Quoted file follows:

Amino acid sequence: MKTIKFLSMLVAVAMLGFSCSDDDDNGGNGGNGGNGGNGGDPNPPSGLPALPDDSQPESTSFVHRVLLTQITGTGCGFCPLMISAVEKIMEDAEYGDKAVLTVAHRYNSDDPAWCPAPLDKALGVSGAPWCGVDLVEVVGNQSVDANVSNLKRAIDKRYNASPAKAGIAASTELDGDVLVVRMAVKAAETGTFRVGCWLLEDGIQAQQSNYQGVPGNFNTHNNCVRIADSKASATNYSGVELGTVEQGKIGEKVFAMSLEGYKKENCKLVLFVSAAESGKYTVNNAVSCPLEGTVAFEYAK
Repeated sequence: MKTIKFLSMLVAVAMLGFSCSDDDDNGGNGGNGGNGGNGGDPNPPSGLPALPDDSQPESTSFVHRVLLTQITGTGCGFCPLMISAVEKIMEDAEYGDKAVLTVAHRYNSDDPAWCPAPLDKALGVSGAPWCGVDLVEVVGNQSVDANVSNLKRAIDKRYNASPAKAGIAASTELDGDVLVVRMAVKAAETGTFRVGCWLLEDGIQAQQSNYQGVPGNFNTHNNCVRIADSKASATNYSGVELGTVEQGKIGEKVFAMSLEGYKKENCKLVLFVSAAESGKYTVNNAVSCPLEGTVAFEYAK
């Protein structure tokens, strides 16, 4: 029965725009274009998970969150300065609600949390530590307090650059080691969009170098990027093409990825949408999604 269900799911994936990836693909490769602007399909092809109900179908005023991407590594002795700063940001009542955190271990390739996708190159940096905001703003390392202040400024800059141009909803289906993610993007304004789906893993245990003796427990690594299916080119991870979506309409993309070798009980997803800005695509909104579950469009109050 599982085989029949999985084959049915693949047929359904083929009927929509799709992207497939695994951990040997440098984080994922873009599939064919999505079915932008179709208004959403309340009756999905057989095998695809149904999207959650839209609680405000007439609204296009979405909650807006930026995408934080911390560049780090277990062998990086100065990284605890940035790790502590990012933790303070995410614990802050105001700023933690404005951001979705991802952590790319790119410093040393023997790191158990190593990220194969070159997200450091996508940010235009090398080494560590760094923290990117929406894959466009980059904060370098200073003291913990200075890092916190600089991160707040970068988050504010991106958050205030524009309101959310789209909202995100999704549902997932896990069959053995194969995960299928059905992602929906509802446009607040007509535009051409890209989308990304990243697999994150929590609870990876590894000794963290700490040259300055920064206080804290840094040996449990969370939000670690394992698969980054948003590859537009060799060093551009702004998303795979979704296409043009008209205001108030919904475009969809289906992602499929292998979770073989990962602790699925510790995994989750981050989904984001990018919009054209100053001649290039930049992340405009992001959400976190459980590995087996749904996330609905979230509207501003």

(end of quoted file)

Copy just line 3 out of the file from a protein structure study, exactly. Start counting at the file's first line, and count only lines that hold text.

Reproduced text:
């Protein structure tokens, strides 16, 4: 029965725009274009998970969150300065609600949390530590307090650059080691969009170098990027093409990825949408999604 269900799911994936990836693909490769602007399909092809109900179908005023991407590594002795700063940001009542955190271990390739996708190159940096905001703003390392202040400024800059141009909803289906993610993007304004789906893993245990003796427990690594299916080119991870979506309409993309070798009980997803800005695509909104579950469009109050 599982085989029949999985084959049915693949047929359904083929009927929509799709992207497939695994951990040997440098984080994922873009599939064919999505079915932008179709208004959403309340009756999905057989095998695809149904999207959650839209609680405000007439609204296009979405909650807006930026995408934080911390560049780090277990062998990086100065990284605890940035790790502590990012933790303070995410614990802050105001700023933690404005951001979705991802952590790319790119410093040393023997790191158990190593990220194969070159997200450091996508940010235009090398080494560590760094923290990117929406894959466009980059904060370098200073003291913990200075890092916190600089991160707040970068988050504010991106958050205030524009309101959310789209909202995100999704549902997932896990069959053995194969995960299928059905992602929906509802446009607040007509535009051409890209989308990304990243697999994150929590609870990876590894000794963290700490040259300055920064206080804290840094040996449990969370939000670690394992698969980054948003590859537009060799060093551009702004998303795979979704296409043009008209205001108030919904475009969809289906992602499929292998979770073989990962602790699925510790995994989750981050989904984001990018919009054209100053001649290039930049992340405009992001959400976190459980590995087996749904996330609905979230509207501003």